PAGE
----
A new initiative – Maths4us – sees over 20 national organisations coming together to take strategic action on adult maths and to help more people improve their maths skills.
Almost half of adults in England – 49 per cent – have entry-level maths skills; at best the level of maths that you would be expected to have by the age of 11.
From now until the end of March, a key partnership of national organisations will support a wide range of activities to raise awareness of the importance of maths as well as tackle some of the challenges in this area. These include:
- developing and promoting maths apps for adults;
- training 8,000 Maths Champions to support other adults;
- piloting an online numeracy assessment tool;
- developing a series of MOOCs (massive open online courses);
- producing resources and training for parents, carers and early-years workers;
- improving the quality of teaching and learning; and
- engaging and enthusing people about the power, enjoyment, and importance of maths.
Carol Taylor, NIACE Director for Development and Research, said,
"One of the seven recommendations from the NIACE – led Inquiry into Numeracy in 2011 was that adults should be able to learn maths in a way that’s more relevant to their everyday lives. The Government’s Review of English and Maths last year found that far too many adults struggle with maths and many of them find certain maths tasks – from budgeting, to getting the best deal – challenging. As such, a new approach is needed to help adults improve their maths skills. Maths is for all of us; this is why we’re taking action on adult maths.
"One of the big problems is that many adults don’t think that maths is a part of their everyday lives. People see maths as something very intelligent people ‘do’, not an essential set of skills for work, family, health and throughout life. We want to engage people through showing how everyone uses maths every day of their lives, that it can be exciting and fun, and that it is not something to be scared of. Working with our wide – range of expert partners will enable us to get added value by using their links, networks and routes to people from all kinds of backgrounds to help them, their families and their friends become more confident and happier with maths."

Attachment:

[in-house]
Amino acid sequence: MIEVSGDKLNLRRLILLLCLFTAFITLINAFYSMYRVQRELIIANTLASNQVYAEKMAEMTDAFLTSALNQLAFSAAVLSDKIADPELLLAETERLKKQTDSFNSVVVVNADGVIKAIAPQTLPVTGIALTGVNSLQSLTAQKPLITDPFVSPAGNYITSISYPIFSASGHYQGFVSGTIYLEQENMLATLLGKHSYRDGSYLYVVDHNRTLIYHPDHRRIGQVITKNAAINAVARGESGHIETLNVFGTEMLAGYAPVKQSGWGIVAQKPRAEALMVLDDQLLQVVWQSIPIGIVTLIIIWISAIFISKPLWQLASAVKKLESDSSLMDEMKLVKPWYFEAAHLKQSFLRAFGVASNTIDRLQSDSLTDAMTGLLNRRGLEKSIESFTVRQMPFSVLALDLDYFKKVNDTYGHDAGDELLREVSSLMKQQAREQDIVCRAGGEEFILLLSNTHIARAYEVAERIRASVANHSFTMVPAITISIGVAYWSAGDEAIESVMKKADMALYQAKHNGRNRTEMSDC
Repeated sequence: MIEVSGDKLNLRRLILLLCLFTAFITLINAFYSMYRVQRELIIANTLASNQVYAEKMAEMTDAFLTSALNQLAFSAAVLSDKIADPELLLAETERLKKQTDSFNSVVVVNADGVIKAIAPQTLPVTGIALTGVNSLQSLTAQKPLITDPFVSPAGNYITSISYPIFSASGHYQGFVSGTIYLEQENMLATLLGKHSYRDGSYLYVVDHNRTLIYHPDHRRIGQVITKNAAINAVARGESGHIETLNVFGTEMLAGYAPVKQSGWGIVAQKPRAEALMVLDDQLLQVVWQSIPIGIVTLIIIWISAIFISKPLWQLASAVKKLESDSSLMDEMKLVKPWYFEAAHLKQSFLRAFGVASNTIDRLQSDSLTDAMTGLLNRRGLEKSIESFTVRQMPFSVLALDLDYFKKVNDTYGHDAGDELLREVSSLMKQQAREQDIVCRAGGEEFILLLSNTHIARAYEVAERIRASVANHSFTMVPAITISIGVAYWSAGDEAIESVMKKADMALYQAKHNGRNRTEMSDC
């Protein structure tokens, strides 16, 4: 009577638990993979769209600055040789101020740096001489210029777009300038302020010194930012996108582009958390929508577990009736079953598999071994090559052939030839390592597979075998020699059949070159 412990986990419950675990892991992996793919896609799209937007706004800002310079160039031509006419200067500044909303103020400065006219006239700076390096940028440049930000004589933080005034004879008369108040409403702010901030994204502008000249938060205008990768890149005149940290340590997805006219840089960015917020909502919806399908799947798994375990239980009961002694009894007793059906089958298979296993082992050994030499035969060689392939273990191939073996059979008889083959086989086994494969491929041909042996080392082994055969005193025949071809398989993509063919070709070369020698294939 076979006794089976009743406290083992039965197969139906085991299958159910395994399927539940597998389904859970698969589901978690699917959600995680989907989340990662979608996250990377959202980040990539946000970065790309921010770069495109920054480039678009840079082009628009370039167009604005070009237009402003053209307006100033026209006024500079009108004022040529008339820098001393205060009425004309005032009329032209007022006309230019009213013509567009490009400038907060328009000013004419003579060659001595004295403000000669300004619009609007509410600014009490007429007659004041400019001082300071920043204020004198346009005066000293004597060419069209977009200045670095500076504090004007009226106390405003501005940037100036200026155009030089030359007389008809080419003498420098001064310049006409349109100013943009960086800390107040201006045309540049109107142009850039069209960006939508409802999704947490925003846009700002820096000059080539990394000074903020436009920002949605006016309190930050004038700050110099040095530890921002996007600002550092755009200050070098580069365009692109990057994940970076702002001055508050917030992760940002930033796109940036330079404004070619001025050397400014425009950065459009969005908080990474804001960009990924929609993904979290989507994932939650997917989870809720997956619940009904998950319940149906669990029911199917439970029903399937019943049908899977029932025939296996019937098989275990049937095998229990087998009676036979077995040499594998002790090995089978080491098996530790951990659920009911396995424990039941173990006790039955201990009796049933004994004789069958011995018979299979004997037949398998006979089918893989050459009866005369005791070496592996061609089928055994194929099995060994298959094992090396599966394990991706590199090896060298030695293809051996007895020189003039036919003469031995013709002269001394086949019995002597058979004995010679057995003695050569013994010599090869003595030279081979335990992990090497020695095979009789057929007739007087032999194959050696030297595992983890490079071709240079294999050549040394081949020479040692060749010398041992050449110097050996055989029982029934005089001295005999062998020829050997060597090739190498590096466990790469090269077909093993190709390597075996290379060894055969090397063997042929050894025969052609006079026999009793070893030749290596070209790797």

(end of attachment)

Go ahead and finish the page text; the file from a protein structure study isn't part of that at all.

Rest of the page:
Online Centres Foundation (OCF), the organisation behind the national network of UK online centres, is one of the partners in the initiative.
Helen Milner, OCF Chief Executive, said:
"UK online centres are experts at introducing maths by the back door. In order to get people interested in the online world, centres focus on individual interests, and maths comes in almost incidentally – for instance in doing online price comparisons, converting measurements for online recipes, or working out time differences for Skype calls. We’re delighted to be part of Maths4us, and making sure that back door is opened for even more people. We’re particularly looking forward to working with the other Maths4us partners to develop and pool maths resources."
Judith Swift, Unionlearn Union Development Manager, said:
"Unionlearn are really excited to be a part of the Maths4us initiative. We understand the negative impact that a lack of confidence with numbers has on people's lives. We do also know that many adults are better at maths than they think – we are dealing with numbers all the time and it's when we hit a problem that confidence goes. We believe that this initiative can bring about a positive change in culture and enable thousands of adults and their families and communities to take more control of their lives through a ‘Can Do’ attitude to maths. We are aiming to equip our army of union learning reps with the tools and confidence to make a big difference."
Funded by the Department for Business, Innovation and Skills, the Maths4us initiative is being led by NIACE and a number of key partner organisations across the public and private sector, including: Association for Learning Technology (ALT); BBC Learning; Booktrust; Campaign for Learning; Chartered Institute of Personnel and Development (CIPD); Confederation of British Industry (CBI); Horizon; Institute of Education (IoE); Institute for Learning (IfL); Jisc/Jisc Advance; Learning and Skills Improvement Service (LSIS); Learning Unlimited; National Centre for Excellence in the Teaching of Mathematics (NCETM); National Federation of Women's Institutes (NFWI); National Numeracy; National Research and Development Centre for Adult Literacy and Numeracy (NRDC); The Open University; Transport for London (TfL); UK Commission for Employment and Skills (UKCES); Online Centres Foundation; unionlearn; The University of Nottingham; and Workbase.